Maren Morris is one of a rising class of women who are fighting back against country radio's long-standing refusal to give female artists as much airplay as their male counterparts. While it's been a while since women ruled the charts – not since the '90s when artists like Martina McBride, Shania Twain, Faith Hill and more were at the height of their careers – Morris believes she is part of a movement that will, finally, give artists like herself and others time to shine.
"I think that it's a slow process but I think it is getting better," Morris shared with PopCulture.com at a recent media event. "I look at people like myself and Kelsea [Ballerini] and Carly Pearce, who just had a No. 1 a couple months ago. And Cam has this bad ass single out now, and Lauren Alaina. There's been a lot of people coming into the fold now that are getting noticed."
With bro-country having it's heyday for much of the first part of this millennium, at least, Morris adds that it's time for more variety in the country music genre.
"I still stand by that there's room for everybody," Morris maintains. "Because I think there's slowly but surely a lot more diversity on the radio than there was two years ago. Chris Stapleton has a Top 5, and he's never had a No. 1 as an artist. And so, that stuff makes me really, really hopeful for me to now be getting to say, 'I have my first No. 1 [with 'I Could Use a Love Song']. Even two years ago I think, I wasn't really expecting – a new artist, especially a women, does not expect that in their first go."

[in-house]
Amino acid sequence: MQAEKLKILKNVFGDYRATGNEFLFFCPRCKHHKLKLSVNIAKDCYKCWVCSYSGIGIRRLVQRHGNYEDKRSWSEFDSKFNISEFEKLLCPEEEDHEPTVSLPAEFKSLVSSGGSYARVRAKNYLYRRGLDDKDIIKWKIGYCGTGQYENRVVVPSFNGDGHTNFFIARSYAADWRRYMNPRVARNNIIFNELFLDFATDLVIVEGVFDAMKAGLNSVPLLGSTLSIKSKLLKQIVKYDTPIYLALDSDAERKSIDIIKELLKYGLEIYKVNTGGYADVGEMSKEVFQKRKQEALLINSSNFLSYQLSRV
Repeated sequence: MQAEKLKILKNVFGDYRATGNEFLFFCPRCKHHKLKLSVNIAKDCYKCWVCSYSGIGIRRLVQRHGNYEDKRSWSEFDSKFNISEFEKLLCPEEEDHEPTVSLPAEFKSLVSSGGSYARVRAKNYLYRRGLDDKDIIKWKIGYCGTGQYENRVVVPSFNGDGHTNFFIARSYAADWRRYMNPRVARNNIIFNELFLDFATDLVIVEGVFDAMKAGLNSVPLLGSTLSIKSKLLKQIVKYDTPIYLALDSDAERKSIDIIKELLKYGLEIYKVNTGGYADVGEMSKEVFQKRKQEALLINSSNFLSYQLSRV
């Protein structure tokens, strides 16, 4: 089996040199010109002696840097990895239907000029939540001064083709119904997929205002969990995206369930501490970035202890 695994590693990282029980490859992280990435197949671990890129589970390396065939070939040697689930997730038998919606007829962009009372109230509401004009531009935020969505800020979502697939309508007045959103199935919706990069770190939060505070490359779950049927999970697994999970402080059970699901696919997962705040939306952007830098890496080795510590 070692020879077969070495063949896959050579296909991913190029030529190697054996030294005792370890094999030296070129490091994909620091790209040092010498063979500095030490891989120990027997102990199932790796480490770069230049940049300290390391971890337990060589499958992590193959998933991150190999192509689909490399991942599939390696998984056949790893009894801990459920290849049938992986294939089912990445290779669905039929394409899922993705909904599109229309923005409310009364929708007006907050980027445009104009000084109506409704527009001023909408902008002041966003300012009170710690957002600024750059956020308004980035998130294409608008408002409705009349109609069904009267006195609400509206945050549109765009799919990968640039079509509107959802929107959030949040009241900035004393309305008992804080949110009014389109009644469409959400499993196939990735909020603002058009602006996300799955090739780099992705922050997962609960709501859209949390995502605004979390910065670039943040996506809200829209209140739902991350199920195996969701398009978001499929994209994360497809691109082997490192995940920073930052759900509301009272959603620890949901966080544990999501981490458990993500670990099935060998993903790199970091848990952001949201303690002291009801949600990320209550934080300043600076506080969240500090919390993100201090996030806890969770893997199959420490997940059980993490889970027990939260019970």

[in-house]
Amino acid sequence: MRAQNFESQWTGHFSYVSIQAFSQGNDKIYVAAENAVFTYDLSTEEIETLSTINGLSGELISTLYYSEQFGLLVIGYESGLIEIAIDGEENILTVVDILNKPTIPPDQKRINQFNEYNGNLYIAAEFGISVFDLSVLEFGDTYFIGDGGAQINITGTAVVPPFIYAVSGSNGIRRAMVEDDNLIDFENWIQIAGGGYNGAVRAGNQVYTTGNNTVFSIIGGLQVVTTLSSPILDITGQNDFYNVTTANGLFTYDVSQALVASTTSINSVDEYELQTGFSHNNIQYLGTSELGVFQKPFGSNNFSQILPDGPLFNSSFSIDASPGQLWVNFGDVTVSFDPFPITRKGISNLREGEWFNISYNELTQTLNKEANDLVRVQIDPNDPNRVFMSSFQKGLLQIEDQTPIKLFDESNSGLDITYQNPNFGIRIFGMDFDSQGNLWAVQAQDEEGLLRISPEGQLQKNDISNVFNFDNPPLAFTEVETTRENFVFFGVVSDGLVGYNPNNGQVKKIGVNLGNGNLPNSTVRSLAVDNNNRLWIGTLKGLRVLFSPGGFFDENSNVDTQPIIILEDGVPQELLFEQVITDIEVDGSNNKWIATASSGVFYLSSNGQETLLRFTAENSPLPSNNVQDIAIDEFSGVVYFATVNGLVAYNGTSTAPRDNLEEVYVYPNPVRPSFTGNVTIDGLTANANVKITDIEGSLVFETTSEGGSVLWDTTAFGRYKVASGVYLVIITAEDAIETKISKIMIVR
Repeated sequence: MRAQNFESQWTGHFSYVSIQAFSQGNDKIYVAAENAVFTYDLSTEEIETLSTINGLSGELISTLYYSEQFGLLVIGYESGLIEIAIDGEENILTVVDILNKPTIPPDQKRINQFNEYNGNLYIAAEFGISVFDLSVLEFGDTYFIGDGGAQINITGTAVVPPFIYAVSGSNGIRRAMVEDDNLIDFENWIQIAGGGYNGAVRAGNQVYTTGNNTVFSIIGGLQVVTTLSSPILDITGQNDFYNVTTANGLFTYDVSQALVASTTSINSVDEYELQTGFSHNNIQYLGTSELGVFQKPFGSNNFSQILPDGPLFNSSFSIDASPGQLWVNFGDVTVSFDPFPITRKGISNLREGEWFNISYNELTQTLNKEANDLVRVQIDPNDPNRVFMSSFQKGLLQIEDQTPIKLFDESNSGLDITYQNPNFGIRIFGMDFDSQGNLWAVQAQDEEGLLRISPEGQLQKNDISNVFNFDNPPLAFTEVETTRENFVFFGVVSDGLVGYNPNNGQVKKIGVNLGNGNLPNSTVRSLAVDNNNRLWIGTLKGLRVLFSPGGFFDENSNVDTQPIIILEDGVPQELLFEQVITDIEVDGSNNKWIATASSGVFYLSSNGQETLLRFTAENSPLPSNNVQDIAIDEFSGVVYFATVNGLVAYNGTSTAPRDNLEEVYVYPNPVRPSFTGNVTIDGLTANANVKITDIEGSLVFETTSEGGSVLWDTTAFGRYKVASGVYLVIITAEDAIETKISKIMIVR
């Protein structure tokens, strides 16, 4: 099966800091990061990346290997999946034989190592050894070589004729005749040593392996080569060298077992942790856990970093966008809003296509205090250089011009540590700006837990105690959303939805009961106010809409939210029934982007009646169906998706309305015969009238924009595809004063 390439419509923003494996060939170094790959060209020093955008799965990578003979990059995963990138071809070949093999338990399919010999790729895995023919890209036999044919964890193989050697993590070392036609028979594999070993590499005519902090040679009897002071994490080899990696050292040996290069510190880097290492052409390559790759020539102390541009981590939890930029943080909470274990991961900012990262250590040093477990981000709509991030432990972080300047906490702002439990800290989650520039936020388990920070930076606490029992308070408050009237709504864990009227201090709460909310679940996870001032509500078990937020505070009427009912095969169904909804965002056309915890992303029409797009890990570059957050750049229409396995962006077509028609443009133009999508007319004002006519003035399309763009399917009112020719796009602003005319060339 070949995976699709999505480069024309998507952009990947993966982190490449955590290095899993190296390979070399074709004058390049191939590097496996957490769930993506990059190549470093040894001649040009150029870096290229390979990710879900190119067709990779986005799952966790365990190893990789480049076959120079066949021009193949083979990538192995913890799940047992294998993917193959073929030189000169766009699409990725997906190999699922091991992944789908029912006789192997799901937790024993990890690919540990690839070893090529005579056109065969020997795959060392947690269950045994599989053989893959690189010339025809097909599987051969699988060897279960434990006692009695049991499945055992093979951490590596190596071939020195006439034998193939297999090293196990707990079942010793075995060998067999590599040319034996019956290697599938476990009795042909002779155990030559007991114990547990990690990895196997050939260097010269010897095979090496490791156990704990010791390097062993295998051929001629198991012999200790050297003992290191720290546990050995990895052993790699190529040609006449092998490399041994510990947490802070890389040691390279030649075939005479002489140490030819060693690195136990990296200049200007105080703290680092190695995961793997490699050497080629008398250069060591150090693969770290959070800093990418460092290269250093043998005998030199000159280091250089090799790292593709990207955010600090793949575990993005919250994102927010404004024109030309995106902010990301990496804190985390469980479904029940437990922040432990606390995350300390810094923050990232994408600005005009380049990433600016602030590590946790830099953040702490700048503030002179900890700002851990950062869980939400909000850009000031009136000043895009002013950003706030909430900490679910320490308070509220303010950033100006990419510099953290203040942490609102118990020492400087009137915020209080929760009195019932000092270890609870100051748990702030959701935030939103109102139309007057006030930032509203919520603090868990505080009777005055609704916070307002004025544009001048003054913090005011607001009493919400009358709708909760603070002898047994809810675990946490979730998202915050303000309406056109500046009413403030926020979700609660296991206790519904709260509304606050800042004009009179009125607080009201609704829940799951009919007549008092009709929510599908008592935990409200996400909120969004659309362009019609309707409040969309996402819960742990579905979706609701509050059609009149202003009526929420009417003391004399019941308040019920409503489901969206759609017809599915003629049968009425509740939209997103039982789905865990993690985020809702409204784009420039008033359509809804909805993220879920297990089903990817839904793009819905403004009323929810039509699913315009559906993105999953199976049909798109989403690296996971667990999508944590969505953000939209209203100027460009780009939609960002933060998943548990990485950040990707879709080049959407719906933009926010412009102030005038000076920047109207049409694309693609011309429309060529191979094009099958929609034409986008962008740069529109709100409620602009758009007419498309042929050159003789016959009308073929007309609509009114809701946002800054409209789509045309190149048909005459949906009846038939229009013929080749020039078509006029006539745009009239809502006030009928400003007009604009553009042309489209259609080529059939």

"I Could Use a Love Song" is the third single Morris released, all from her freshman Hero album. The song follows her debut "My Church," which peaked in the Top 5, and "'80s Mercedes," which landed in the Top 20.
"I so appreciate it, more now than I did two years ago, probably, even though it would have been exciting for 'My Church' to go No. 1," says the 27-year-old. "I think now getting to ring the bell just feels like it has a lot more weight because I really had to fail a couple times. So many things have gone right. But there have been a couple big wrongs and I feel really, really thankful that it's this one [at No. 1]. and that's a testament in itself that the radio is changing.
"I hope that I get to be a good example of that and other women to and other men that sound different," she continues. "I think that there is room for everybody still and there's more space being created every year. It's cool to be in this changing time of artists right now."